The dispute boils down to this: Principle vs. partisanship. Should the party organization back anyone with an R after his name, or should "protect the brand" by insisting that the R actually mean something?

Krehbiel's report mentions a resolution, to be presented at the state convention as an amendment to the state party rules, that would provide a means to censure Republican elected officials who deviate from the party's core principles. Here's the actual wording of the proposed state party rules amendment presented by newly elected Tulsa County GOP chairman J. B. Alexander:

Rule 10

(n) Party Support of Candidates and Elected Officials

In accordance with the framers original intent of the United States Constitution and in accordance with the Constitution of the state of Oklahoma, the core values of the Oklahoma Republican Party shall consist of:

* Life - Life is the result of an act between one man and one woman and begins at conception and concludes at natural death.

* Second Amendment - The right to keep and bear arms is an inalienable right of the individual citizen and government has no authority to regulate such right.

* Limited/Smaller Government - Government is instituted to oversee the general welfare of the citizens. Local, state and federal governments have reached well beyond that which is needed to carry out the basic functions of a constitutional government.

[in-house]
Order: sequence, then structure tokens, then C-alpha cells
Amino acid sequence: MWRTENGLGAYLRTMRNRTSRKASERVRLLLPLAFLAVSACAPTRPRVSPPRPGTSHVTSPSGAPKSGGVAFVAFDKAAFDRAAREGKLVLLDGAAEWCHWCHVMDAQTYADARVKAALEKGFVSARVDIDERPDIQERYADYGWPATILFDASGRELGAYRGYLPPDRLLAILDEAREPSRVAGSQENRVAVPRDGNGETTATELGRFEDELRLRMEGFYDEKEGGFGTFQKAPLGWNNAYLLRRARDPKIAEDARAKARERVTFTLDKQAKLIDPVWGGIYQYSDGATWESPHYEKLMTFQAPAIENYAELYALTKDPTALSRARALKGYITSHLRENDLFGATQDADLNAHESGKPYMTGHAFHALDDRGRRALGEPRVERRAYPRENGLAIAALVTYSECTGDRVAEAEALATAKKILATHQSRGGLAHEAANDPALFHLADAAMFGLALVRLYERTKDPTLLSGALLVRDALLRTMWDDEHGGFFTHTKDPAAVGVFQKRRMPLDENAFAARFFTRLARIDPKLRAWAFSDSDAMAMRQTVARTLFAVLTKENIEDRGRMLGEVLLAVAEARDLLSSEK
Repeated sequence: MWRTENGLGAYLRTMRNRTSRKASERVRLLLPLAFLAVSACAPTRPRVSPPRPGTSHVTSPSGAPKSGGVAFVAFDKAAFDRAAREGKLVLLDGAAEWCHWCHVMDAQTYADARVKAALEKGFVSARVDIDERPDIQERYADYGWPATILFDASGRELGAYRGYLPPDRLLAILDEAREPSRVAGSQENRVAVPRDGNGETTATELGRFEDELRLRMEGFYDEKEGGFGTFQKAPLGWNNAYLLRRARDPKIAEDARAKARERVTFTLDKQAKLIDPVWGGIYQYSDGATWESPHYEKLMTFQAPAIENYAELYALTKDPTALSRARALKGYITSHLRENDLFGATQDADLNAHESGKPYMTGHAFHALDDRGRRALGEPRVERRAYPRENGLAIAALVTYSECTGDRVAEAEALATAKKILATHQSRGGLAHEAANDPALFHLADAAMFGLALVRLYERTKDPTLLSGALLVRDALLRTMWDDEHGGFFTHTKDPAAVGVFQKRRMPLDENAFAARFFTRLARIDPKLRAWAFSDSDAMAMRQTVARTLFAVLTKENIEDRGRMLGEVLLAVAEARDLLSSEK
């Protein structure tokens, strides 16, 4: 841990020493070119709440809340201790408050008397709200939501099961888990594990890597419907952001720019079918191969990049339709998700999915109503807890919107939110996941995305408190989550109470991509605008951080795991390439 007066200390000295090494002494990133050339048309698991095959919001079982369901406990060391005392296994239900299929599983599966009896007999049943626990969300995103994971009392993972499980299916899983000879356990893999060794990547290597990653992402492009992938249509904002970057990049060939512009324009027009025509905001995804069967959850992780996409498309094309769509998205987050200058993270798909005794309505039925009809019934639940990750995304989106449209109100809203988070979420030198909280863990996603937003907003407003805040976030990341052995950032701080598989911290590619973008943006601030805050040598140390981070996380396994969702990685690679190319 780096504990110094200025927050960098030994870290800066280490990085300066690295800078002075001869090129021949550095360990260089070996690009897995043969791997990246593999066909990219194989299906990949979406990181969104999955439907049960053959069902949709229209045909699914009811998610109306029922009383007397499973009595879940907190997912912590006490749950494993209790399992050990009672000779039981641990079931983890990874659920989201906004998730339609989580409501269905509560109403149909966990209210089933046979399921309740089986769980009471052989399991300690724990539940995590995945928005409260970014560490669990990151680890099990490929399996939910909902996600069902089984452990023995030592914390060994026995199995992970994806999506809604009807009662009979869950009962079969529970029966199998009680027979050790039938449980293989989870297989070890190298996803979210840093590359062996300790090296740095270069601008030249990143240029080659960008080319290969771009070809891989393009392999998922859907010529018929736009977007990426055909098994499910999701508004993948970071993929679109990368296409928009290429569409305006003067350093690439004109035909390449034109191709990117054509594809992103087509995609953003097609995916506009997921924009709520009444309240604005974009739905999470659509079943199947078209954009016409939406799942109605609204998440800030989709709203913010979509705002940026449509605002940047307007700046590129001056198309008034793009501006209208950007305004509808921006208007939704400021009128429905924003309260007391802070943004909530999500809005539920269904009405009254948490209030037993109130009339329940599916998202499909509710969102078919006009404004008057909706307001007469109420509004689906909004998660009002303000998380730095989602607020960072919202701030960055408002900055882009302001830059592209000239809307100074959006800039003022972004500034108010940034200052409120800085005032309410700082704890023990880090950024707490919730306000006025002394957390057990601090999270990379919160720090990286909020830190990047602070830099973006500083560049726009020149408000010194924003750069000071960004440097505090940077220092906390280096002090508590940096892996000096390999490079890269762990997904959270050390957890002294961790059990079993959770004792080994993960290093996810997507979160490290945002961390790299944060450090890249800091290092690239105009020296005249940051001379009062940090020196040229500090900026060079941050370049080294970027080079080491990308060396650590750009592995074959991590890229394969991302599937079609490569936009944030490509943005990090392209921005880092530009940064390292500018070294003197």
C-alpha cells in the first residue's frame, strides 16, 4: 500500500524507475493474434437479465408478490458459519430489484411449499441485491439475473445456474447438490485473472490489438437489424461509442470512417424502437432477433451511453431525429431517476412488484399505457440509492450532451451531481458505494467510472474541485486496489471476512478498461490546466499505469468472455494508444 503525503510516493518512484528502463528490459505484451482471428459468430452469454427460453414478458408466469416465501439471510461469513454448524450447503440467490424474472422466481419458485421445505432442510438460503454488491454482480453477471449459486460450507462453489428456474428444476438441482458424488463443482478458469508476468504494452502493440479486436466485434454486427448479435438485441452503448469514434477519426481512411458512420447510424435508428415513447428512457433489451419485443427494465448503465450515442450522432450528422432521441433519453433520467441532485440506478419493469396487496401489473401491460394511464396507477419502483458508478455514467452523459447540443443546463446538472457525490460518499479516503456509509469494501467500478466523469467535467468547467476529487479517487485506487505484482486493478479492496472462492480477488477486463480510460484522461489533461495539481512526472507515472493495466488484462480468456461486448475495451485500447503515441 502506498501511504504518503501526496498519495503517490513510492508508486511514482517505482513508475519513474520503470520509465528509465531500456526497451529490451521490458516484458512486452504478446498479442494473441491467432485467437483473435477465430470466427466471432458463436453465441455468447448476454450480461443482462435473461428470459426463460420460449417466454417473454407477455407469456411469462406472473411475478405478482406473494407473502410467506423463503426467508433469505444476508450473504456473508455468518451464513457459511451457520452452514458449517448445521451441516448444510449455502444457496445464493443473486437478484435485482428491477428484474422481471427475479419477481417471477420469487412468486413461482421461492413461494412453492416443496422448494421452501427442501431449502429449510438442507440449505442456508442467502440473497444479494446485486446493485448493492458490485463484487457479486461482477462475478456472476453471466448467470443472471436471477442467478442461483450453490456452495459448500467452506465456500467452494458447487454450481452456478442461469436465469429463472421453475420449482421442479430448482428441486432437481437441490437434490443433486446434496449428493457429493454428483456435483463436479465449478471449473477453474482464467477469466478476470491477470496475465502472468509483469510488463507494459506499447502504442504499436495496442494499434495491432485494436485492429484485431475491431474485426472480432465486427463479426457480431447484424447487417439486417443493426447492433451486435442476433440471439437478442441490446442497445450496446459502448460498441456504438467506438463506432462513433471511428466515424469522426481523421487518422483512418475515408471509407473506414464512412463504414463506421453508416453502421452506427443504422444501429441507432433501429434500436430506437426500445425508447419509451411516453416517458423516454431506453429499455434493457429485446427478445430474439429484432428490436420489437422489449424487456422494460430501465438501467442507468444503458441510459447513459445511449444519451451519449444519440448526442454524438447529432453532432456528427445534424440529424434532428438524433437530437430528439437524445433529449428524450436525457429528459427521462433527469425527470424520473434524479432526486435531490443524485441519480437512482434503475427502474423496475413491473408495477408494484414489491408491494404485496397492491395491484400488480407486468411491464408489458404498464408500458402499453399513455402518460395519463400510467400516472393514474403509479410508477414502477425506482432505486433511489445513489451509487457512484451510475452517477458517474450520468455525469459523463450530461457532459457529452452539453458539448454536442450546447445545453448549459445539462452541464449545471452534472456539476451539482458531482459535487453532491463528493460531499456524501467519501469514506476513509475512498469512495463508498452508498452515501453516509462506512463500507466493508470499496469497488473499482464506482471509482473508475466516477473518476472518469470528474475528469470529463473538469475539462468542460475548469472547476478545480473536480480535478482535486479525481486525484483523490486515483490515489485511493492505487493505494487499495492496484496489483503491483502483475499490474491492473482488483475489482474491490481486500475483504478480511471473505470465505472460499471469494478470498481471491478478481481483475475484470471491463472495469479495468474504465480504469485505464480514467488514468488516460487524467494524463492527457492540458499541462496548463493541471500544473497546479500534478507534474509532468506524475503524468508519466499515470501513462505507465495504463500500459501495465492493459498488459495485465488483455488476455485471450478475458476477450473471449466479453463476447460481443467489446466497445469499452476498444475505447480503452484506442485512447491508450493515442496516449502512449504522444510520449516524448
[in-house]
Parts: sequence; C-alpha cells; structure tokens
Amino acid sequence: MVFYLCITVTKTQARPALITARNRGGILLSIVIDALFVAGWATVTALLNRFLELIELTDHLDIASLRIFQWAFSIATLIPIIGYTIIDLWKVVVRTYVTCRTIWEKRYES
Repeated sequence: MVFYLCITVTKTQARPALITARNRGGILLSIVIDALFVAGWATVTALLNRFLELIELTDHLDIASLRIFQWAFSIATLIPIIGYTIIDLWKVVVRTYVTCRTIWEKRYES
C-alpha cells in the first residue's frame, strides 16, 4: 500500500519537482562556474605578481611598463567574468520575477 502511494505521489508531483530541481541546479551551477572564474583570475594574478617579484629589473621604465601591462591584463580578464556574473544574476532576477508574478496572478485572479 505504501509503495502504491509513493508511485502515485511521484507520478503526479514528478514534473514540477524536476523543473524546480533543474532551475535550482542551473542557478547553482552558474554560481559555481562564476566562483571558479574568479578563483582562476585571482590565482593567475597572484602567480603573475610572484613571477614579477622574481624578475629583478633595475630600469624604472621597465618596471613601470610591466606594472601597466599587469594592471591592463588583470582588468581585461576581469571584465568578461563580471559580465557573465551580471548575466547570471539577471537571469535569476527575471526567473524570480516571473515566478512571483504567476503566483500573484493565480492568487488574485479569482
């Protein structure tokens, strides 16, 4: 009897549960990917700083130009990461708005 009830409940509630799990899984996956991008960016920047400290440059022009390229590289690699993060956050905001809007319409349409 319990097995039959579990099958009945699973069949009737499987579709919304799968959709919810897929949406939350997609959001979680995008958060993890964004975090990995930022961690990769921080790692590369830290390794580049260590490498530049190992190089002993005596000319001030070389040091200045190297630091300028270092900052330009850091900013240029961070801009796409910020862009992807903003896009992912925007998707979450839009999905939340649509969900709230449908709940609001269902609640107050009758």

* Lower Taxes - Taxes and mandatory fees have grown to consume approximately fifty percent of an Oklahoma citizen's income. Drastic tax and fee reductions are needed at all levels of government.

Any member of the Oklahoma Republican Party State Committee shall have the right to present evidence of any elected Republican official who consistently works against and/or votes against these core values or publicly supports a candidate of another party.

After such evidence is presented, and a motion and second are made, the state committee shall take a vote of "NO CONFIDENCE" of said elected Republican official. A two-thirds majority vote of members present shall be required for a passing vote.

I might quibble with the selection of issues, the wording, or the proposed penalties (really should be more specific and concrete, I think), but I commend Alexander for focusing on a few key issues, rather than demanding allegiance by officials to every point of the party platform, as past resolutions have done.

Count me on the side of accountability. I've always believed it was an appropriate role for the party organization to play, but especially now that Republicans have supermajorities in the Oklahoma House and Senate and every statewide office, we've got to make sure our elected officials aren't led astray by lobbyists looking for special favors. Some organization needs to apply the pressure to ensure that GOP campaign rhetoric turns into reality.

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1 Comments

Tammy said:

Not to quibble, but the last sentence was ammended to say "A two-thirds majority vote of members present and voting shall be required for a passing vote. This was an attempt at stopping members from abstaining.

About this Entry

This page contains a single entry by Michael Bates published on March 27, 2011 3:48 AM.

NCAA tournament opening rounds: Worth the investment? was the previous entry in this blog.

Tulsa County Republicans oppose at-large council, 4-to-Fix renewal, river tax, chamber funding is the next entry in this blog.